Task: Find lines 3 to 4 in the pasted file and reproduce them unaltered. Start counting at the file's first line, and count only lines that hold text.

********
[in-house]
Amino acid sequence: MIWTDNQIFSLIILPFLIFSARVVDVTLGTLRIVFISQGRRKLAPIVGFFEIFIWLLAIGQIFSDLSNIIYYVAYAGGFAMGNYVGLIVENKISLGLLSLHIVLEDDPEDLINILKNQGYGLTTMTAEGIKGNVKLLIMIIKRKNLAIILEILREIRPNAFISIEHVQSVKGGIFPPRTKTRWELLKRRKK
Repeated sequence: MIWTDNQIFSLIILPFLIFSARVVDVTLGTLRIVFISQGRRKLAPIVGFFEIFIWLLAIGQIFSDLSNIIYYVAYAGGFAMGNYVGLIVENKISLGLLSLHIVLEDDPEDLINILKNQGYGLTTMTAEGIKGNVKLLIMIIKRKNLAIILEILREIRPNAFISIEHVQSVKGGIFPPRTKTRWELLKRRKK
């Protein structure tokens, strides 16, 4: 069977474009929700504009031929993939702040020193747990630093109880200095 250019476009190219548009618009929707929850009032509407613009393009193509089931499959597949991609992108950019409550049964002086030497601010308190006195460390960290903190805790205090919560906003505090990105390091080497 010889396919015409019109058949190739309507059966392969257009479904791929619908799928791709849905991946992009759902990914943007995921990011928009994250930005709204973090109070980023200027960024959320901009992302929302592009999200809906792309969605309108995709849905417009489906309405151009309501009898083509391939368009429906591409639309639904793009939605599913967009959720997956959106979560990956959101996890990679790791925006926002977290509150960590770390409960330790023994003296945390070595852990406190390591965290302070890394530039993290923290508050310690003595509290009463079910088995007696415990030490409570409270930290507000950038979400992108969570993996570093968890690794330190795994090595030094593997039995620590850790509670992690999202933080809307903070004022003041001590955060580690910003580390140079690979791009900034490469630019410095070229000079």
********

Repeated sequence: MIWTDNQIFSLIILPFLIFSARVVDVTLGTLRIVFISQGRRKLAPIVGFFEIFIWLLAIGQIFSDLSNIIYYVAYAGGFAMGNYVGLIVENKISLGLLSLHIVLEDDPEDLINILKNQGYGLTTMTAEGIKGNVKLLIMIIKRKNLAIILEILREIRPNAFISIEHVQSVKGGIFPPRTKTRWELLKRRKK
């Protein structure tokens, strides 16, 4: 069977474009929700504009031929993939702040020193747990630093109880200095 250019476009190219548009618009929707929850009032509407613009393009193509089931499959597949991609992108950019409550049964002086030497601010308190006195460390960290903190805790205090919560906003505090990105390091080497 010889396919015409019109058949190739309507059966392969257009479904791929619908799928791709849905991946992009759902990914943007995921990011928009994250930005709204973090109070980023200027960024959320901009992302929302592009999200809906792309969605309108995709849905417009489906309405151009309501009898083509391939368009429906591409639309639904793009939605599913967009959720997956959106979560990956959101996890990679790791925006926002977290509150960590770390409960330790023994003296945390070595852990406190390591965290302070890394530039993290923290508050310690003595509290009463079910088995007696415990030490409570409270930290507000950038979400992108969570993996570093968890690794330190795994090595030094593997039995620590850790509670992690999202933080809307903070004022003041001590955060580690910003580390140079690979791009900034490469630019410095070229000079």